The Problem with the Jack-of-all-Trades

By | February 21, 2015

Hello and welcome!

As we’ve been developing and playtesting Forthright Open Roleplay, one particular type of Vocation keeps being mentioned as being missing from the list of Vocations, with various suggestions on how we could do it.  Namely, the Jack-of-all-Trades, a Vocation that effectively encompasses all Vocations, but either without some of the perks or with a smaller bonus to Skill Checks.

This role actually existed in the alpha iterations of Forthright, and was later removed.  We removed it because there were several problems with the role:

  • Can do everything or nothing.  A Jack-of-all-Trades can, by definition, do pretty much anything.  He might not do it as well as more specialized vocations, but in order to be viable he must have some measure of success at anything he wants to do.  If he can do everything, he becomes entirely too powerful; there’s no reason for anyone else to specialize, or necessarily even be there.  If tweaked too far in the other direction, though, he can do nothing, which makes him overall irrelevant.  We found after several iterations that there was no real “sweet spot” for the Jack.
  • Great for you, boring for everybody else.  If a Jack can do pretty much anything (as he would need to do in order to be viable), the game very quickly gets boring for other people because they don’t feel quite as necessary or relevant.  The Jack-of-all-Trades becomes another variant of the “Batmage/Batman Wizard,” who can do pretty much anything.  The best example I have for this is actually my druid tank in World of Warcraft:  he can act as a tank, he can heal himself while tanking, and his damage is pretty decent to boot.  He is, in fact, so good at doing all of the three tentpole roles in the game that other members of my guild tend to get frustrated at how powerful he is and jealous that their own roles aren’t as versatile.  (It doesn’t help that I’m constantly making bear puns.)
  • Erodes niche protection.  Jack-of-all-Trade roles work best when they’re in a system with heavy niche protection, and serve to free players from having to take otherwise-necessary roles.  We’ve never had strong niche protection in Forthright, making this aspect of the Jack-of-all-Trades relatively meaningless.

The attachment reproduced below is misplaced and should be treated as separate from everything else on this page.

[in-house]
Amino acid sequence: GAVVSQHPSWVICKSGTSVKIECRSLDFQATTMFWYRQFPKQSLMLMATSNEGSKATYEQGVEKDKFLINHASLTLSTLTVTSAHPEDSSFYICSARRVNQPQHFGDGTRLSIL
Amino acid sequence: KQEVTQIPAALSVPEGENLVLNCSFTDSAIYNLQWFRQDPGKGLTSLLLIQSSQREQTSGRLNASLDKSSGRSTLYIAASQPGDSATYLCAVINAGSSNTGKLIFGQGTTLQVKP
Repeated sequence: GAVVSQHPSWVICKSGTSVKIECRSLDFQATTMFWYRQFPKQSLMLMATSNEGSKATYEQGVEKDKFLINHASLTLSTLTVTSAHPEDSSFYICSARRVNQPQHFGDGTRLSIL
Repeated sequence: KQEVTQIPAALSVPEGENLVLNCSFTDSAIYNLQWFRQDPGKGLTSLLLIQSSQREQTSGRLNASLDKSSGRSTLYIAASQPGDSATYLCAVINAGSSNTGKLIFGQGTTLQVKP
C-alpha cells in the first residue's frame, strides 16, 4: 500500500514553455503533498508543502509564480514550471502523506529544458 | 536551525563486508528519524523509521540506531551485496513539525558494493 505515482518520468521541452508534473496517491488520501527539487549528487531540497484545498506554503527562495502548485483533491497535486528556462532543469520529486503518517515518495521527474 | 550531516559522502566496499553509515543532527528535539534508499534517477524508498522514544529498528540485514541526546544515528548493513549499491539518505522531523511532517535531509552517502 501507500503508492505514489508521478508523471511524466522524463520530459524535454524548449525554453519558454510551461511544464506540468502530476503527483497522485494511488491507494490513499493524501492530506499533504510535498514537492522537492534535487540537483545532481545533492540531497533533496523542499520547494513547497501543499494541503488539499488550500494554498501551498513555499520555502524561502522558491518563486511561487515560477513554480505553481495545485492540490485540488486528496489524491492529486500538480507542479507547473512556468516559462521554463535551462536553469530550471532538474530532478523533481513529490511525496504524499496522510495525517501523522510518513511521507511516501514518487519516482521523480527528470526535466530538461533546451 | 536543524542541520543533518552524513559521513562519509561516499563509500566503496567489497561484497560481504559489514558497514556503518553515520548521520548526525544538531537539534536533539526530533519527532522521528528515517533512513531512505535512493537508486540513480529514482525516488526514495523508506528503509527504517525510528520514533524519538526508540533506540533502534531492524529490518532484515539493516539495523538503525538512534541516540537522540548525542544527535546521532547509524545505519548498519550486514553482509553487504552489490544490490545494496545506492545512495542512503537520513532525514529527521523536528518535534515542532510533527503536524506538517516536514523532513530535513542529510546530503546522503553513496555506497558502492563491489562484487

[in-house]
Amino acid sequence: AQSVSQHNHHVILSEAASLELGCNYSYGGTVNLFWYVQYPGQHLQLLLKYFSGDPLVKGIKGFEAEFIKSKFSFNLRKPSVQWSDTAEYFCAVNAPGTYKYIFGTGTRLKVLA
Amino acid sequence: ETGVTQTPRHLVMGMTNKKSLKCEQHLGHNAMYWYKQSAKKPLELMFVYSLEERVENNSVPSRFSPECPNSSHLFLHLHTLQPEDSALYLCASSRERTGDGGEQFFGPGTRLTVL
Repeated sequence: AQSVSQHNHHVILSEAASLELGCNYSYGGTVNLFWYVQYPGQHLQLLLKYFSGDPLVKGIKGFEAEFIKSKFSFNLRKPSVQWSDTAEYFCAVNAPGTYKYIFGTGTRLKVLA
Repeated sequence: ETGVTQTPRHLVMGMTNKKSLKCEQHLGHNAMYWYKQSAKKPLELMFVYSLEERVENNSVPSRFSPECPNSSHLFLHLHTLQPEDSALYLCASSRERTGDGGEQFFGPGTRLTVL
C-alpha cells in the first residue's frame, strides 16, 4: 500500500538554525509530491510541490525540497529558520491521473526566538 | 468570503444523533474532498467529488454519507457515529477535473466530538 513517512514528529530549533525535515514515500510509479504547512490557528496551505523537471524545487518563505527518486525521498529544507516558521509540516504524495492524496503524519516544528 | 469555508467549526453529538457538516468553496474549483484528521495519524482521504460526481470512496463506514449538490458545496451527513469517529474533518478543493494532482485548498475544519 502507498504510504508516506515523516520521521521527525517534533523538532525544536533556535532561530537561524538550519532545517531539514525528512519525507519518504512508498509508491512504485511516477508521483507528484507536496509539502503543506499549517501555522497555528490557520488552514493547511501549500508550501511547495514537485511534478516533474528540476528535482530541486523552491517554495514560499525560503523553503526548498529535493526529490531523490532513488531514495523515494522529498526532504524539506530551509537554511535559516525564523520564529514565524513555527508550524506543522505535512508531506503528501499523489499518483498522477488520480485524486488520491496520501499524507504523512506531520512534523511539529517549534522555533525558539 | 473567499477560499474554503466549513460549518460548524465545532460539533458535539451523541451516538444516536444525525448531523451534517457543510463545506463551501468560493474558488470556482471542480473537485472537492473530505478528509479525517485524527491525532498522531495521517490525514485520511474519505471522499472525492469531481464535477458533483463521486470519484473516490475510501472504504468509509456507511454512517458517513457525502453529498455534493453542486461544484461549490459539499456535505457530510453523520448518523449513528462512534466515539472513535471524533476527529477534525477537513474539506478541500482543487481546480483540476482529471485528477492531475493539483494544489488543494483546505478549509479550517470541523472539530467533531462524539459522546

Ultimately, for our skill system, we sat down and analyzed what would make the most sense for what we were trying to accomplish.  Vocation was the role of interacting with the gamescape in a non-competitive manner, and as a result we decided to effectively make everyone a Jack-of-all-Trades.  Now, interacting with the world is done through a character’s Acuity bonus.  The size of the Acuity bonus is determined by slotting one, two or three stars in Vocation.  Choosing an actual Vocation role (such as Facedancer or Infiltrator) provides a character with specializations that Bolster rolls for certain types of checks (Disguise and Stealth for the named examples).

We think this serves to solve the problem of characters logically being able to do whatever their players’ cleverness should allow them to, while still providing significant benefit to specialized characters.  Forcing all characters to choose a specialization further helps to illustrate a character’s heroic competence and helps make that character more-unlike other characters.

Thanks for reading!  As always, we’d love to see your comments!

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